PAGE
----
outset of a programme, where it is required to help develop a familiarity with the
learning process as well as learning objectives. Evaluation with tutors delivering
the TQ(FE) programme (Cornelius & Gordon, 2008a) revealed that diculties were
faced when trying to explain the activity-focused model to learners and that there
was a feeling that the course was invisible, with nothing tangible (e.g., paper
documents) to provide reassurance. It is important therefore that signicant
attention is given to explaining this innovative course model to tutors and in turn
to learners. In particular, clear statements of expectations are helpful for example
that planning of study routes is required by learners and that they are not expected to
complete every activity in a course.
The value of support from peers should not be underestimated. The TQ(FE)
participants rated this highly along with support from tutors and family. Developing
an atmosphere of group cohesion and an environment in which issues can be openly
shared and discussed will encourage learners to help each other. In particular, the


S. Cornelius et al.

development of the learning community through work in collaborative groups helps

individuals to address concerns and develop skills to assist them with their studies.
Where IT skills are less well developed participation in group activities can also be of
huge benet.
The model oers the opportunity to provide support and gradually withdraw this
as learners become more independent and autonomous. In the TQ(FE), support is
reduced as the programme progresses by providing smaller lexicons with each
successive course, by encouraging learners to develop their own activities, and by
requiring learners to source more of their own materials.
Developing personal narrative
In a traditional distance learning model there is often a written narrative, which
might include reference back and forward within materials and may be used to
provide coherence to a course (Weller, Pegler, & Mason, 2003). The same approach
is frequently observed in online courses which require adherence to strict timetables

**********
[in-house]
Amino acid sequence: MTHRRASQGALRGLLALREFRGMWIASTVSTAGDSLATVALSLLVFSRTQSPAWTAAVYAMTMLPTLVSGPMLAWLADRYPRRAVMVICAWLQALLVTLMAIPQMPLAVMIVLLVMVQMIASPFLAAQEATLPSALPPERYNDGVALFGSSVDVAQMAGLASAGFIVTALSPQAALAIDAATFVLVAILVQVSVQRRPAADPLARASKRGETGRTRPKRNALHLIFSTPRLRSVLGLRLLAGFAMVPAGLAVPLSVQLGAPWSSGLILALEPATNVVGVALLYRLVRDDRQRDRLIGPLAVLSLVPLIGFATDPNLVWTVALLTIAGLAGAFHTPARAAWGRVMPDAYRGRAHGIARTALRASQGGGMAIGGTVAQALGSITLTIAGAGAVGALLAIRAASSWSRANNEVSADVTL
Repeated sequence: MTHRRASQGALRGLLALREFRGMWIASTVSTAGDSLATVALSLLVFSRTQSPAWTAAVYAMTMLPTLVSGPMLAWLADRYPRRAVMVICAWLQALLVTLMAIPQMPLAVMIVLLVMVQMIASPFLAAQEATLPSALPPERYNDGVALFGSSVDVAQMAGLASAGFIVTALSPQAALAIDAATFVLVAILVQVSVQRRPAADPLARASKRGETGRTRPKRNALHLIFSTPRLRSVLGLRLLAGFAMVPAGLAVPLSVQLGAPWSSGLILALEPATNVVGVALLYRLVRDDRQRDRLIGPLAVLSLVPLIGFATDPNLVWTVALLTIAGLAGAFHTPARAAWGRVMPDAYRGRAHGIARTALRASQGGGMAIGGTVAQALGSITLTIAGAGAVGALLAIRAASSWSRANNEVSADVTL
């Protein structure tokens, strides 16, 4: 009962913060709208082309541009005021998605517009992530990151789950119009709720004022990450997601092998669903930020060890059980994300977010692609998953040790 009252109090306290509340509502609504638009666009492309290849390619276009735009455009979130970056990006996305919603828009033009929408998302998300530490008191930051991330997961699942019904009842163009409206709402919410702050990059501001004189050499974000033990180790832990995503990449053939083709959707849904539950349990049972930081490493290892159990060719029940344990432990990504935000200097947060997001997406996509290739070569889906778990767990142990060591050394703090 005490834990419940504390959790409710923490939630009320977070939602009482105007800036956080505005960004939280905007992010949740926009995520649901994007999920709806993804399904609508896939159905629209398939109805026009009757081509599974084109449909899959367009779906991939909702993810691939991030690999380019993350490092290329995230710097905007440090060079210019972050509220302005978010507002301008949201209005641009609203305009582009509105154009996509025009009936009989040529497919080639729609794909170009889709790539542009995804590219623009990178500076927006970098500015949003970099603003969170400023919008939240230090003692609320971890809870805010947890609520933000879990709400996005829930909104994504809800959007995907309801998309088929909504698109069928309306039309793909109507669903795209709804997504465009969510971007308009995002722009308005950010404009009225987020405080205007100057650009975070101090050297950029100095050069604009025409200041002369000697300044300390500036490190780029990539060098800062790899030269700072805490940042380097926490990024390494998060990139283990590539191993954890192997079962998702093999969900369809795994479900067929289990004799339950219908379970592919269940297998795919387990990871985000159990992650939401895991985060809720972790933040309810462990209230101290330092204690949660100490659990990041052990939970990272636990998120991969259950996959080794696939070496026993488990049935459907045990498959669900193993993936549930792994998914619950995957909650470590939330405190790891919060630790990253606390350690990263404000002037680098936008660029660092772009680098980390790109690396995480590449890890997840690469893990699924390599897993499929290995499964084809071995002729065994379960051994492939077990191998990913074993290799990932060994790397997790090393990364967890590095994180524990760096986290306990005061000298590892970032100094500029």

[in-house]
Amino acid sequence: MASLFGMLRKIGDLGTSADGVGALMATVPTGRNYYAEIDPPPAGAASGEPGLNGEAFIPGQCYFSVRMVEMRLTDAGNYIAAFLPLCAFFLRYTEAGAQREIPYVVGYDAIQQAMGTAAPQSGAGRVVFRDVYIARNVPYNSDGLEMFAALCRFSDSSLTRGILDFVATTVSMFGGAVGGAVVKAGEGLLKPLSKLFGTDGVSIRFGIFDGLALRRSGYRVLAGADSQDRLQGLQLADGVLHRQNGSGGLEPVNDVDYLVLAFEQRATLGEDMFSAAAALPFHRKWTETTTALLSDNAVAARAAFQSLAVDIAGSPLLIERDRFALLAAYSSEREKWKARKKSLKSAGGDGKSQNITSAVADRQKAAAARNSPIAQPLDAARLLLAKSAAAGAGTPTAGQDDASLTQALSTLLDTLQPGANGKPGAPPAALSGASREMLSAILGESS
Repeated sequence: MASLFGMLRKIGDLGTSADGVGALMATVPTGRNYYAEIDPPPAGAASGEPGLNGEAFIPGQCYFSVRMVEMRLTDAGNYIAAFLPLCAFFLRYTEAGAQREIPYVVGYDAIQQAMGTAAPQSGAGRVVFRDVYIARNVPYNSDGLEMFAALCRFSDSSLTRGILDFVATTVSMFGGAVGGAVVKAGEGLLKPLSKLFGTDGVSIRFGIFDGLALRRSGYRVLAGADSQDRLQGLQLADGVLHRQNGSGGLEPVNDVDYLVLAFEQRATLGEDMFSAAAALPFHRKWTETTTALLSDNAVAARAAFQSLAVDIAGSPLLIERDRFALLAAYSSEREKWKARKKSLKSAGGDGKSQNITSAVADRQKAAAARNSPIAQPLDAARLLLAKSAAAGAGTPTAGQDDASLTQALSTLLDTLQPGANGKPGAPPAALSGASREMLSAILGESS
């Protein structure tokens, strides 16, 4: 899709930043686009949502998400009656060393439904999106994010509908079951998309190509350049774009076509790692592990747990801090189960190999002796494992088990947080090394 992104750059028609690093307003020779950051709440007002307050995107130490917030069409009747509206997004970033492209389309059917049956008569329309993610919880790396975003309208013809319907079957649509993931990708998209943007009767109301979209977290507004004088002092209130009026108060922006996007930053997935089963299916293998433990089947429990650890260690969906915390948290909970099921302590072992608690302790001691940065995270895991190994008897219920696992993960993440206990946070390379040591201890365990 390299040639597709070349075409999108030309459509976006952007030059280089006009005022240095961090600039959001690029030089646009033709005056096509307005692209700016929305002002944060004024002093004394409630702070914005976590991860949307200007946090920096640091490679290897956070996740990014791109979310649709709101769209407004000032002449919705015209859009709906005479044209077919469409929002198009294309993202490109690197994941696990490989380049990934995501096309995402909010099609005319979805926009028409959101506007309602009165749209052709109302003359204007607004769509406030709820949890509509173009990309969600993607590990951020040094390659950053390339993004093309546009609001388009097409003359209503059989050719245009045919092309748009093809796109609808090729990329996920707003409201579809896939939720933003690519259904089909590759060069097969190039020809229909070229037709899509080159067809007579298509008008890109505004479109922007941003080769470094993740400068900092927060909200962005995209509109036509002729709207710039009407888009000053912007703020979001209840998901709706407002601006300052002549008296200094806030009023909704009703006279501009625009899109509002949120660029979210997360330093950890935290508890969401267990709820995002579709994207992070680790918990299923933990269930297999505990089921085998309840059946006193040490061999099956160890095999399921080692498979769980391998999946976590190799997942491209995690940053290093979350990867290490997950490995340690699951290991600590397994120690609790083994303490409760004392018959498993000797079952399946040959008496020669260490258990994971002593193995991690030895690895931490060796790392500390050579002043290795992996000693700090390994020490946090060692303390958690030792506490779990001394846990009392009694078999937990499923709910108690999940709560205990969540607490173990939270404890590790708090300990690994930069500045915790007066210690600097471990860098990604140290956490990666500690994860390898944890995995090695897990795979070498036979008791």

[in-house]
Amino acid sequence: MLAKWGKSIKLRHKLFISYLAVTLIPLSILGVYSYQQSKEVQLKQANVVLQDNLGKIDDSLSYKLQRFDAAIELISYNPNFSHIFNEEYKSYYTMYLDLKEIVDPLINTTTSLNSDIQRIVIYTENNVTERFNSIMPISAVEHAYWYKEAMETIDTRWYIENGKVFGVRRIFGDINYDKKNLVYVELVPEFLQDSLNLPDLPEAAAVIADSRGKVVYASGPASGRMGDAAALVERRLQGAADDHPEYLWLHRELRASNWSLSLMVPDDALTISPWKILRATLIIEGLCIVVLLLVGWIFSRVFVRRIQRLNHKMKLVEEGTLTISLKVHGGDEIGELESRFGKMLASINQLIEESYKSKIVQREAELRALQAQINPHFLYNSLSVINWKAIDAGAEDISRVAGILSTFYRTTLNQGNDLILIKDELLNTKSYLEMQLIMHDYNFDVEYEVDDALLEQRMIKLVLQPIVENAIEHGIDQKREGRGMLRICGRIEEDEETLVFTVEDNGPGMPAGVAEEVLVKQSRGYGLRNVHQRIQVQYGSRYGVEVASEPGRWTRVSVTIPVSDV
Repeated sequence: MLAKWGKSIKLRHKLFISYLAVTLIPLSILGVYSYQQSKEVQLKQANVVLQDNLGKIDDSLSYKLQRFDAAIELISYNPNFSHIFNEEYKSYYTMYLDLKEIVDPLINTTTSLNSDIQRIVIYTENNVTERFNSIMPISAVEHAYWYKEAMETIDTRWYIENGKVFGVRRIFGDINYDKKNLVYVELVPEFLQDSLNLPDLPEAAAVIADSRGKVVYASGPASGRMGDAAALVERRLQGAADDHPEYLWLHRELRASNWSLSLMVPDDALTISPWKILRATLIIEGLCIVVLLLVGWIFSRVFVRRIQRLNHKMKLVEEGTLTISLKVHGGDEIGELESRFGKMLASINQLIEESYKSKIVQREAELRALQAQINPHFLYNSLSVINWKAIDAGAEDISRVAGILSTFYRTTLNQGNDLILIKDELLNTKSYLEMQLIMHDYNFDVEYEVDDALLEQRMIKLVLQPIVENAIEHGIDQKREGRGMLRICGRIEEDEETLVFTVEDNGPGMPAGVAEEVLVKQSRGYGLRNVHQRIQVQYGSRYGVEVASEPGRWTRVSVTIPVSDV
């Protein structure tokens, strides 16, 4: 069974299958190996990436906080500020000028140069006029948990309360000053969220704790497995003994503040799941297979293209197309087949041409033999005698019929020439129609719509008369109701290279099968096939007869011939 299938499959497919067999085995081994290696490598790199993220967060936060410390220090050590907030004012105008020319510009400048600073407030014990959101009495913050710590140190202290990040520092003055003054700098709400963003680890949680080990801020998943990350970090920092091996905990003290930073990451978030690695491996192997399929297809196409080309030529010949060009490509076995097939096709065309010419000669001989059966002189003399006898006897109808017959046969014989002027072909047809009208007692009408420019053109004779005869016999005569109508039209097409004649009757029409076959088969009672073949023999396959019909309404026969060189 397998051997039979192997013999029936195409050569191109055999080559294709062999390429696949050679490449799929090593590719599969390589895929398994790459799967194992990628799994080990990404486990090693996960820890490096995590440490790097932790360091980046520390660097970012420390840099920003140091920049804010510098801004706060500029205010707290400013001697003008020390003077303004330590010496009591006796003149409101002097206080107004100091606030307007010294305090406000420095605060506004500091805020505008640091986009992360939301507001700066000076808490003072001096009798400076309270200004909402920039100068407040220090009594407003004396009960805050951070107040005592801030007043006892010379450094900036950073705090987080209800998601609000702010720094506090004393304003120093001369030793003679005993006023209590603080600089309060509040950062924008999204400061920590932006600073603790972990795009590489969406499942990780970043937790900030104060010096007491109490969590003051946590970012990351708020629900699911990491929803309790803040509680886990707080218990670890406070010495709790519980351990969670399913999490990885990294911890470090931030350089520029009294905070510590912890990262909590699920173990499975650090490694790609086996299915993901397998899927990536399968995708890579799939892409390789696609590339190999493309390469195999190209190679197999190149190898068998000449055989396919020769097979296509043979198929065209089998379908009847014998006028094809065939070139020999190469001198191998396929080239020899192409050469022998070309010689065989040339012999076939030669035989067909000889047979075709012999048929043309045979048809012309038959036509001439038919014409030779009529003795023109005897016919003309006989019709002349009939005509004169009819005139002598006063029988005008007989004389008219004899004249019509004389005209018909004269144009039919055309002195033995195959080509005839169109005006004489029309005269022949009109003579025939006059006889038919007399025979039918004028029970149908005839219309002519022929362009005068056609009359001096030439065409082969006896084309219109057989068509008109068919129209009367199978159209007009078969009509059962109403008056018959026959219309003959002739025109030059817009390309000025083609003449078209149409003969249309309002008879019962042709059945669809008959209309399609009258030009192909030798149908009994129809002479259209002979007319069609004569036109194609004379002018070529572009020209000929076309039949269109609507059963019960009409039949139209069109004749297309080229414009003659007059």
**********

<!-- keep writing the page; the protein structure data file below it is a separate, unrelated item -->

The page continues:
and orders of study. Providing a detailed study timetable might be particularly
helpful for those learners who crave structure and instruction, but this idea would
seem to be at odds with the desire for exibility. The TQ(FE) has used various
devices to encourage the development of a narrative relevant to participants
practice. These include self-assessment, collaborative investigations, assessment tasks
and the use of keywords. Keywords can be provided at term level (Figure 1b) or at
activity level to help indicate where and how links can be made between topics and
To help learners develop initial ideas for a path through the activities
comprehensive self-assessment is promoted. Learners are asked to reect on and
assess their skills and knowledge against the professional standards for Lecturers in
FE (Scottish Executive, 2006). They are encouraged to return to this self-assessment
at intervals during the course and revise their approach to the activities as
Collaborative investigations into professional issues and challenges selected by
the participants themselves help learners develop a sense of direction and purpose
through the activities. Similarly assignment activities, which build on the work
undertaken for collaborative investigations, help learners develop their own
narrative structure to the resources available.